Women's Hoops Upset By Shorthanded Wisconsin, 77-45
Becky Cummings and Maxann Reese led Michigan State with 10 points apiece.
March 22, 2000
MADISON, Wis. (AP) - Apparently, eight really is enough.
Playing with only eight players due to suspensions of seven others, Wisconsin surprised Big Ten rival Michigan State 77-45 in a quarterfinal of the Women's National Invitation Tournament Wednesday night.
The Badgers (19-12) got a season-high 28 points and 16 rebounds from LaTonya Sims. Tamara Moore added 13 points and seven rebounds for the Badgers, while Kelley Paulus and Kyle Black chipped in 10 points each.
"I think my team was a very motivated team tonight," said coach Jane Albright. "I think they were all the things that a coach dreams about having a team be. They played with a lot of heart, they executed their offense, they hit their outside jumpers, they hit the boards hard."
Wisconsin shot 48.3 percent from the field and, despite employing a three-guard lineup, outrebounded the bigger Spartans, 45-27. Michigan State hit just 37.7 percent of its shots against a variety of Wisconsin defenses.
Wisconsin dressed just eight people for the game after Albright handed down one-game suspensions to seven players Tuesday for violating an unspecified team rule. Athletics officials refused comment on news reports that the violation involved drinking.
None of that seemed to matter, however, as Wisconsin, which tied with the Spartans for fifth place in the Big Ten this season, coasted into the WNIT semifinals. UW advanced to a semifinal Saturday in Madison against Colorado State (23-9), which beat Long Beach State 65-63.
The disciplinary action only applied to Wednesday night's game, so the seven players can return for the rest of tournament play.
Arkansas (17-14), which beat Wisconsin in last year's WNIT final, will be host to Florida (20-12) in the other semifinal Saturday.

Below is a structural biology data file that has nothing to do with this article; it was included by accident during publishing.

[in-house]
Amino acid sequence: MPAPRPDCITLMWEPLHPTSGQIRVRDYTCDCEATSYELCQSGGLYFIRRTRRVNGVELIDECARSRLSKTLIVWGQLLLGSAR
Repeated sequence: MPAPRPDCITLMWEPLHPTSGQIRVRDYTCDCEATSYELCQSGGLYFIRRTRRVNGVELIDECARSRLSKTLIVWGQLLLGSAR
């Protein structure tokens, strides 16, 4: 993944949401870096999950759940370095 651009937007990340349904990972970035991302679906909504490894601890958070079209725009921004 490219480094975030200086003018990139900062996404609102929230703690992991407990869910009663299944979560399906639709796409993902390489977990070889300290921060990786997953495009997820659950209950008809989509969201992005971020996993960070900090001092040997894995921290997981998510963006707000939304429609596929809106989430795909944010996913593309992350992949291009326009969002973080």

The loss ended Karen Langeland's run of 24 years as head coach at Michigan
State (19-12). Langeland, who announced she would retire at the end of this
season in January, refused to meet with the media after the game, but did issue
"I certainly didn't expect the season to end like this," Langeland said. "I give Wisconsin all the credit, because they were an inspired basketball team and they did what they needed to do to win this contest."
Michigan State rushed to a 6-0 lead less than two minutes into the game, but it was all down hill from there for the Spartans.
The Badgers regrouped from their slow start, using a 25-8 run that was capped by Sims' three-point play with 6:16 left to lead 25-14.
"This is very gratifying," said Paulus, a senior captain. "I'm just really happy to say that we pulled together."
Wisconsin then pushed its advantage to 41-22 at halftime. At that point, Sims already had 18 points and seven rebounds, while Michigan State had committed 14 turnovers.
"I think it was mostly emotion," Sims said of her big night. "I was kind of disappointed that people were not even expecting us to come close to this team."
Despite the lack of depth, Wisconsin never seemed to get tired in the second half, and the Spartans never cut their deficit to less than 19 points after intermission.
The Badgers scored 23 points off MSU's 21 turnovers and outscored the Spartans 42-20 in the paint.